I'm embarrassed to say this as a photographer, but I've never developed my own film. When I started shooting film, I would take it to my lab, then pick up his work - HIS work. It wasn't until I started shooting digital that I realized how much of taking photos was in the developing.
I shoot what are called digital RAWs, when I go to look at them in my computer later, they are these ugly gray-ish images, what we call a "flat" look. The camera's sensor gathers as much information as it can and then I take these images into a program and basically remove the unwanted information, leaving me with the finished product.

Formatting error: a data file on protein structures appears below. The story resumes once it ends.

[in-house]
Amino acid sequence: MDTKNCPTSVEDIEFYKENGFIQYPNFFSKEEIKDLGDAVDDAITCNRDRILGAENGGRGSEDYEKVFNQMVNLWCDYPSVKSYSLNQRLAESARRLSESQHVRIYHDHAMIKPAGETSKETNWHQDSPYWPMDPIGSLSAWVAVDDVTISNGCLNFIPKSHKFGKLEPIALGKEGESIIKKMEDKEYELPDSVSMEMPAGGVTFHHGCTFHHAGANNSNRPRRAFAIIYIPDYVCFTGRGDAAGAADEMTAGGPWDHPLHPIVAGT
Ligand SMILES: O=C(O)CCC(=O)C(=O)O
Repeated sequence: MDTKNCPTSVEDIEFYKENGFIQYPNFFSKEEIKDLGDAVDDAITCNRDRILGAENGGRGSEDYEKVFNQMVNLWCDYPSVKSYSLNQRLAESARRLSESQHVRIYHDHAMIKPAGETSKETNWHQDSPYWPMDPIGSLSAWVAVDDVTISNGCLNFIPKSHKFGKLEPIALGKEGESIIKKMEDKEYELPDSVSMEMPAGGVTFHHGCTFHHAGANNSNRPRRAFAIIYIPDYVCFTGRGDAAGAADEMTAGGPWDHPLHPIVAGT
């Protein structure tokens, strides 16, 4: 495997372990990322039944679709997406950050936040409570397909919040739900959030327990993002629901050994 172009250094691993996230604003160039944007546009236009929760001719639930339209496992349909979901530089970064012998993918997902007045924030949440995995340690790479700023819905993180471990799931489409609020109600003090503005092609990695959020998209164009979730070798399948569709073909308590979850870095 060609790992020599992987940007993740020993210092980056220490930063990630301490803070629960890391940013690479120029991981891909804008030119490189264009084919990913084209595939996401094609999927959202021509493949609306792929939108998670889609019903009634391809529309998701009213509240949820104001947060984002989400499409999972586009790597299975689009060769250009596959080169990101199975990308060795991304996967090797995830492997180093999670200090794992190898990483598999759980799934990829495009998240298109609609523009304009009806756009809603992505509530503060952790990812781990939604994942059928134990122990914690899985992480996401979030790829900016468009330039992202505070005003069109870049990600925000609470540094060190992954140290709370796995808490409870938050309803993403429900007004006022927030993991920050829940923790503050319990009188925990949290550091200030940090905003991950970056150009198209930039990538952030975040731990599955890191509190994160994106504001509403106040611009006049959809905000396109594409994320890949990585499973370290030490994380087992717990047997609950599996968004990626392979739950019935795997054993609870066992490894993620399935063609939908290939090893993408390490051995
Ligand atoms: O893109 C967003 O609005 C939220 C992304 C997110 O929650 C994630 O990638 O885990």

I still occasionally shoot film and pay for the digital scan of the film so that I can play with the photos a little bit in photoshop. It's expensive and the results were never that inspiring. I decided to try and "scan" my photos using my digital camera and a macro lens. There are all sorts of great tutorials online on how to go about this that gave me great inspiration. I was inspired and wanted to get right to it, so I made a quick Mickey Mouse setup to test out the quality difference.
Not only did I think the results were much better than the scans I was paying for, I got to play with the images to a much greater degree. I got those grey flat images that I love so much. Now this is far from developing your own film, the negatives (and positives) are stuck in time and the vision of the gentleman who processed is permanent. BUT, I get a little more of a say on the look that I want. And it's really fun to go back and look at work from around 10 years ago. Here are some samples: